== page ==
Are you Winning the War…or Only Battles

We often have the intellect, knowledge, and a sarcastic tongue to succeed in most verbal battles. And even emerge as a revered orator. But, is it right?  What is our motive?  What will be the impact to others around us? Do we edify and build up? Or do we destroy, degrade, or pass up opportunities to reverse personal tragedies in the lives of others?  A small praise can save a life.  Are we caring enough to be vulnerable?

Personally, I remain convicted in how I use my words. Too often words leave my mouth without passing a wisdom tooth on the way out. If I am fortunate, I notice the receipt of my words on the face of my friend.

Only then do I have a chance to minimize the damage I have done. I know now that I can only succeed in minimizing the damage once the words have left my lips. I can not eliminate the damage.  

Birds in the Bush

One day during the morning hours a high school freshman noticed hundreds of little sparrows played in a small shrub in the middle of his yard. He always enjoyed hunting dove, quail, and ducks; but often wondered what it would be like to kill hundreds of birds at once. It appeared the little sparrows might give him his chance. He often experienced the embarrassment of missing the shot with dove, quail, and ducks. The boy felt a huge rush of adrenaline, as he thought this time he would not miss.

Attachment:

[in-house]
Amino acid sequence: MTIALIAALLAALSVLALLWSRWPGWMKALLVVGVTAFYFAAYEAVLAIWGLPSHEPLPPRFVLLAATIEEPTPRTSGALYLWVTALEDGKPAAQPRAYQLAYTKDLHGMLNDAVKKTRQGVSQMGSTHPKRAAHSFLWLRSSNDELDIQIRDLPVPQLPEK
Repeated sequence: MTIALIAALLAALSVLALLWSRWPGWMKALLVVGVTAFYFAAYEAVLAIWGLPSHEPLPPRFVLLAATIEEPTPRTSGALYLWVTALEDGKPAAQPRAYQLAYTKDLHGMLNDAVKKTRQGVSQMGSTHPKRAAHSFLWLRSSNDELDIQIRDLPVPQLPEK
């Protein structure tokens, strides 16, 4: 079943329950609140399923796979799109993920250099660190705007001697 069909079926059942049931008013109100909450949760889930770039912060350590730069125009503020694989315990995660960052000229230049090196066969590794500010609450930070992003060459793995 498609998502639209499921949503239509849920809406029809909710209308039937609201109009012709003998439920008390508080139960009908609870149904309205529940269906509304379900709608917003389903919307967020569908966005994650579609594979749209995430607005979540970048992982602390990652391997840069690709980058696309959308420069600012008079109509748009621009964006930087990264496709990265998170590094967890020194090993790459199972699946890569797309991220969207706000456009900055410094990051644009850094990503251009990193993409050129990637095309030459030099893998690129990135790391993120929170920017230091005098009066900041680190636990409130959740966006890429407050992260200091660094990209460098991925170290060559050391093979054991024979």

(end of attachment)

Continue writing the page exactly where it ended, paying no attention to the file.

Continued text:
He planned his moment waiting until his parents left. The freshman gathered the shotgun and the shells then headed outside to the middle of the yard.

As the freshman loaded the gun, he realized he only needed one shell. There was no need to aim expertly. The shrub was just too close to matter. Hundreds sparrows were innocently arriving and departing branches within seconds of each other playing and enjoying the beautiful day.

CRACK!

Immediately hundreds of birds scattered wildly and left the scene. He wondered for a moment if his shot had any impact at all.    

Surely he could not have missed all the birds. Slowly he walked towards shrub, as he neared ten feet from the bush he stopped frozen. Around the shrub laid hundreds of birds dead. Sparrows were stuck in branches, lifeless carcasses lie on the ground, but worst yet, several maimed birds jumped around trying to fly away.

What had he done?  Did he mean to kill and maim like this?  Sadly, he realized that he did what he meant to do.  

Shame washed over the freshman. He took the power to overcome absolutely and seized the moment. If only he could get the moment back to make it right. If only he could repair the birds and send them flying again. Tearfully, he walked back to the house and quietly put the gun away

He had not been a sportsman. He simply killed.  He had won the duel, but lost much.

What lesson could he learn? Let us know your thoughts in the comments section below.

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